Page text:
Lecture/Show and Tell: Weaving Identity: Textiles in Latin America

Andrea Gallelli Huezo, art historian and architect, GW's Art History Program

Photo of women modeling colorful Tehuana dressIn this lecture, Andrea Gallelli Huezo analyzes textiles as decipherable art objects and modes of exploring identity in seventeenth- and eighteenth-century Latin America. In the Viceroyalties of New Spain and Peru, textiles and garments blended native traditions and imported ideas, while conveying notions of race, gender, and politics. By analyzing a variety of garments such as the rebozo, the mantón de manila, and the huipil, among others, Professor Gallelli Huezo places particular emphasis on the evolution of both native and European textiles and garments as a result of the Spanish conquest.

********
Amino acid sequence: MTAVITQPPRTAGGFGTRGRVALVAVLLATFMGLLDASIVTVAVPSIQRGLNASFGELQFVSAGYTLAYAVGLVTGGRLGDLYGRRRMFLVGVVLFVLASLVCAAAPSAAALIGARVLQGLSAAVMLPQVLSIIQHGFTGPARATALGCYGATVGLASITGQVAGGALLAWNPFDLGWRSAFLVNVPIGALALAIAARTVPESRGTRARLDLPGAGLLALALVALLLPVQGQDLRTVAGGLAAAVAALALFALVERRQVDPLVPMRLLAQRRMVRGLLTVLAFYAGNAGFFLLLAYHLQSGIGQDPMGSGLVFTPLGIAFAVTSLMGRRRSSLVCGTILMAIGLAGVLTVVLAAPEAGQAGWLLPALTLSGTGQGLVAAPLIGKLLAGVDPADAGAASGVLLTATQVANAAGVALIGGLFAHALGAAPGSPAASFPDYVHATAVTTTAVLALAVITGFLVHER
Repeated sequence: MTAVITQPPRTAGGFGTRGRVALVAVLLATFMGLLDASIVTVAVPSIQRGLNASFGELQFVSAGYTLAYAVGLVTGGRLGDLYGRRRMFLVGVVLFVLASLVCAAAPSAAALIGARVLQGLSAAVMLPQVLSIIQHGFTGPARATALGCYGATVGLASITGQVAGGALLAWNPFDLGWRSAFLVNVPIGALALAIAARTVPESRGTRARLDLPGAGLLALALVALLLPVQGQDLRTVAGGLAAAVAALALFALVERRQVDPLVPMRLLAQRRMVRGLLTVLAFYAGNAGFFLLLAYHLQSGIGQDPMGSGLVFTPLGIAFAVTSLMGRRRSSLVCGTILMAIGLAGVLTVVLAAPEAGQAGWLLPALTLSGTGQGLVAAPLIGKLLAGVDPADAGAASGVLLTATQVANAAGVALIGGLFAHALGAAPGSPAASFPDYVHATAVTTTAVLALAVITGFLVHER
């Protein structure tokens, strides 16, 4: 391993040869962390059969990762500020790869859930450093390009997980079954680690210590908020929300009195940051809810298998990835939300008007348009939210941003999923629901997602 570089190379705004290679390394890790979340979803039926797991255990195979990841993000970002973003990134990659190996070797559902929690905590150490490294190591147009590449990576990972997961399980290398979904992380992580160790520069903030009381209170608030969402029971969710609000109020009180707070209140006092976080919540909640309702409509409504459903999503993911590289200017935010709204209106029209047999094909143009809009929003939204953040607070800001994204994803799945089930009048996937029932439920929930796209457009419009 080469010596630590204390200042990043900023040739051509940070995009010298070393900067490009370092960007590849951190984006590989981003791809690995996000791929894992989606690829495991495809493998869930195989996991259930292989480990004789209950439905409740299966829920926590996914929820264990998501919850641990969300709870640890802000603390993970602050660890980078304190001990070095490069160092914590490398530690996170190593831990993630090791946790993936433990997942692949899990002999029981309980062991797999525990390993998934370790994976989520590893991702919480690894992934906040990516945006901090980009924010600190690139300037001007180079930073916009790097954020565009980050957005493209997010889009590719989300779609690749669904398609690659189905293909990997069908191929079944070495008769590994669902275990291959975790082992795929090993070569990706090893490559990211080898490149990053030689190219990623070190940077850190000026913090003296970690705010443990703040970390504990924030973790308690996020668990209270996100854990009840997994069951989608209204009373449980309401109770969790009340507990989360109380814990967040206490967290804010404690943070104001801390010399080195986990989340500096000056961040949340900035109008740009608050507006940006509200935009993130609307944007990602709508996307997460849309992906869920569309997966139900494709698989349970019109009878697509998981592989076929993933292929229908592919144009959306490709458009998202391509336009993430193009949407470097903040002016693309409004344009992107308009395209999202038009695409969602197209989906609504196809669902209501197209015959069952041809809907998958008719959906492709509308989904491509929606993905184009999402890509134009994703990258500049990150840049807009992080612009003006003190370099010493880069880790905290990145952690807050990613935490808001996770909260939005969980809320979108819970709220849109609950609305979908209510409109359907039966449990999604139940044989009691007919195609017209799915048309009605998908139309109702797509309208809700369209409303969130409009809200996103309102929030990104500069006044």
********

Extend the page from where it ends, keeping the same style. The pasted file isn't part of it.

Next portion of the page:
Rug and Textile Appreciation Mornings bring together textile experts and enthusiasts for a thematic show and tell of personal pieces. Free; no reservations required. The museum's Arthur D. Jenkins library will be open for special Saturday hours following this program, from 12:30–4 p.m.


Image: "Modeling Tehuana Dress," Oaxaca, Mexico, 2018. Photo courtesy of Thomas F. Aleto.